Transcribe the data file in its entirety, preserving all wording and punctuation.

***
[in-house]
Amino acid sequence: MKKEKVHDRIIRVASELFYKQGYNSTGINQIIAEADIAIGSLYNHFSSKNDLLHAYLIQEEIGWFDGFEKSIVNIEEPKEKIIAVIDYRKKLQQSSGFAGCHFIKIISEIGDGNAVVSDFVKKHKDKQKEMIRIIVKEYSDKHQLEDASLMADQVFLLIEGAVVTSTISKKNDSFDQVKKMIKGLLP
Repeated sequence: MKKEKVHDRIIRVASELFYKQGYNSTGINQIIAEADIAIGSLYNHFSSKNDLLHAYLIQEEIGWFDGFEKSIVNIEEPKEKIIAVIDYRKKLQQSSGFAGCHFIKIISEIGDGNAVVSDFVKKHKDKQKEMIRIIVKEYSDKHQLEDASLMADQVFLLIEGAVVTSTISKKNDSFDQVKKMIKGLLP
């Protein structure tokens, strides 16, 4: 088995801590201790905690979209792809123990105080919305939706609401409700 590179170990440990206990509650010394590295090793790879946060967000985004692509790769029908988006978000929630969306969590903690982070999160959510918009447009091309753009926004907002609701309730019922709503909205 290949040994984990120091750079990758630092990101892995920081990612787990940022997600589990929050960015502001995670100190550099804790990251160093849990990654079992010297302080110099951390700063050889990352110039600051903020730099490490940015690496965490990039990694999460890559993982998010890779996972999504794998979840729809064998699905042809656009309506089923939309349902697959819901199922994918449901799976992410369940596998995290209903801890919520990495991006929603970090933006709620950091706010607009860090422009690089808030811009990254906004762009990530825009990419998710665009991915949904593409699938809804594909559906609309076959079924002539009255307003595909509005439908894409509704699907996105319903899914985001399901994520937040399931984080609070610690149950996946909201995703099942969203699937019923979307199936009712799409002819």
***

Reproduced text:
[in-house]
Amino acid sequence: MKKEKVHDRIIRVASELFYKQGYNSTGINQIIAEADIAIGSLYNHFSSKNDLLHAYLIQEEIGWFDGFEKSIVNIEEPKEKIIAVIDYRKKLQQSSGFAGCHFIKIISEIGDGNAVVSDFVKKHKDKQKEMIRIIVKEYSDKHQLEDASLMADQVFLLIEGAVVTSTISKKNDSFDQVKKMIKGLLP
Repeated sequence: MKKEKVHDRIIRVASELFYKQGYNSTGINQIIAEADIAIGSLYNHFSSKNDLLHAYLIQEEIGWFDGFEKSIVNIEEPKEKIIAVIDYRKKLQQSSGFAGCHFIKIISEIGDGNAVVSDFVKKHKDKQKEMIRIIVKEYSDKHQLEDASLMADQVFLLIEGAVVTSTISKKNDSFDQVKKMIKGLLP
């Protein structure tokens, strides 16, 4: 088995801590201790905690979209792809123990105080919305939706609401409700 590179170990440990206990509650010394590295090793790879946060967000985004692509790769029908988006978000929630969306969590903690982070999160959510918009447009091309753009926004907002609701309730019922709503909205 290949040994984990120091750079990758630092990101892995920081990612787990940022997600589990929050960015502001995670100190550099804790990251160093849990990654079992010297302080110099951390700063050889990352110039600051903020730099490490940015690496965490990039990694999460890559993982998010890779996972999504794998979840729809064998699905042809656009309506089923939309349902697959819901199922994918449901799976992410369940596998995290209903801890919520990495991006929603970090933006709620950091706010607009860090422009690089808030811009990254906004762009990530825009990419998710665009991915949904593409699938809804594909559906609309076959079924002539009255307003595909509005439908894409509704699907996105319903899914985001399901994520937040399931984080609070610690149950996946909201995703099942969203699937019923979307199936009712799409002819």